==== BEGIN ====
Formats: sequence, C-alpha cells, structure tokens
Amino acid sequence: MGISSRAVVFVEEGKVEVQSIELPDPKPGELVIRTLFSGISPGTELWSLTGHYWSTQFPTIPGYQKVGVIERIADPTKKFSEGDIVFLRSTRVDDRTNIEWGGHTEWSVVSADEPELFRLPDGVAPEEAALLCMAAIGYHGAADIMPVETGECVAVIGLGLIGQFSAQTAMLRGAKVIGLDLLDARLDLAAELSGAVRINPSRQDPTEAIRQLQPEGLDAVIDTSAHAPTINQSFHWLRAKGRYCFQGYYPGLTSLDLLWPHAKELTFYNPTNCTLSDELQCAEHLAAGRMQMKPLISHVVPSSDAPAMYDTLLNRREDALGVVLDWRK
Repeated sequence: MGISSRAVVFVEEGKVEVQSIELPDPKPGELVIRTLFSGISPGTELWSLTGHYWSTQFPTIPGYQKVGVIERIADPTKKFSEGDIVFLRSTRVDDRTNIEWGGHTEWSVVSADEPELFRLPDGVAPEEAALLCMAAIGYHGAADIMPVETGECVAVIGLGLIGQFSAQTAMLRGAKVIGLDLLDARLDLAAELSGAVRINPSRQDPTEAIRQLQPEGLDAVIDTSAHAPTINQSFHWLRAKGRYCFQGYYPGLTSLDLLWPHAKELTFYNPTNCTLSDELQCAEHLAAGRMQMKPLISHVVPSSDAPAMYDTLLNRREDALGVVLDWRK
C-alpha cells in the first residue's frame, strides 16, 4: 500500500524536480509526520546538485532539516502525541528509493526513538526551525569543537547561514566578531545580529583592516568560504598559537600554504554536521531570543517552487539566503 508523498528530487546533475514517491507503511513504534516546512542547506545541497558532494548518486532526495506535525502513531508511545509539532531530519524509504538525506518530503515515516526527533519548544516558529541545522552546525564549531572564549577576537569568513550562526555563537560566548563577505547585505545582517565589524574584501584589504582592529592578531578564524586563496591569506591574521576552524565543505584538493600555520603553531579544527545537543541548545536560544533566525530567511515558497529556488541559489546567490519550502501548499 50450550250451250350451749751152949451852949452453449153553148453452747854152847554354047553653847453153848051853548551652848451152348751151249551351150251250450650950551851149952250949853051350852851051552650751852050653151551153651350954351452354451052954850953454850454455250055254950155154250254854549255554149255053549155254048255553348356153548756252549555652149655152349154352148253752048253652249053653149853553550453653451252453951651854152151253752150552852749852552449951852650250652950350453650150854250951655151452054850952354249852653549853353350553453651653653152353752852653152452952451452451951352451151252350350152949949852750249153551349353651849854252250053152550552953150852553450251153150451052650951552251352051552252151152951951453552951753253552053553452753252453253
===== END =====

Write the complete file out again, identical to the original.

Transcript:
Formats: sequence, C-alpha cells, structure tokens
Amino acid sequence: MGISSRAVVFVEEGKVEVQSIELPDPKPGELVIRTLFSGISPGTELWSLTGHYWSTQFPTIPGYQKVGVIERIADPTKKFSEGDIVFLRSTRVDDRTNIEWGGHTEWSVVSADEPELFRLPDGVAPEEAALLCMAAIGYHGAADIMPVETGECVAVIGLGLIGQFSAQTAMLRGAKVIGLDLLDARLDLAAELSGAVRINPSRQDPTEAIRQLQPEGLDAVIDTSAHAPTINQSFHWLRAKGRYCFQGYYPGLTSLDLLWPHAKELTFYNPTNCTLSDELQCAEHLAAGRMQMKPLISHVVPSSDAPAMYDTLLNRREDALGVVLDWRK
Repeated sequence: MGISSRAVVFVEEGKVEVQSIELPDPKPGELVIRTLFSGISPGTELWSLTGHYWSTQFPTIPGYQKVGVIERIADPTKKFSEGDIVFLRSTRVDDRTNIEWGGHTEWSVVSADEPELFRLPDGVAPEEAALLCMAAIGYHGAADIMPVETGECVAVIGLGLIGQFSAQTAMLRGAKVIGLDLLDARLDLAAELSGAVRINPSRQDPTEAIRQLQPEGLDAVIDTSAHAPTINQSFHWLRAKGRYCFQGYYPGLTSLDLLWPHAKELTFYNPTNCTLSDELQCAEHLAAGRMQMKPLISHVVPSSDAPAMYDTLLNRREDALGVVLDWRK
C-alpha cells in the first residue's frame, strides 16, 4: 500500500524536480509526520546538485532539516502525541528509493526513538526551525569543537547561514566578531545580529583592516568560504598559537600554504554536521531570543517552487539566503 508523498528530487546533475514517491507503511513504534516546512542547506545541497558532494548518486532526495506535525502513531508511545509539532531530519524509504538525506518530503515515516526527533519548544516558529541545522552546525564549531572564549577576537569568513550562526555563537560566548563577505547585505545582517565589524574584501584589504582592529592578531578564524586563496591569506591574521576552524565543505584538493600555520603553531579544527545537543541548545536560544533566525530567511515558497529556488541559489546567490519550502501548499 50450550250451250350451749751152949451852949452453449153553148453452747854152847554354047553653847453153848051853548551652848451152348751151249551351150251250450650950551851149952250949853051350852851051552650751852050653151551153651350954351452354451052954850953454850454455250055254950155154250254854549255554149255053549155254048255553348356153548756252549555652149655152349154352148253752048253652249053653149853553550453653451252453951651854152151253752150552852749852552449951852650250652950350453650150854250951655151452054850952354249852653549853353350553453651653653152353752852653152452952451452451951352451151252350350152949949852750249153551349353651849854252250053152550552953150852553450251153150451052650951552251352051552252151152951951453552951753253552053553452753252453253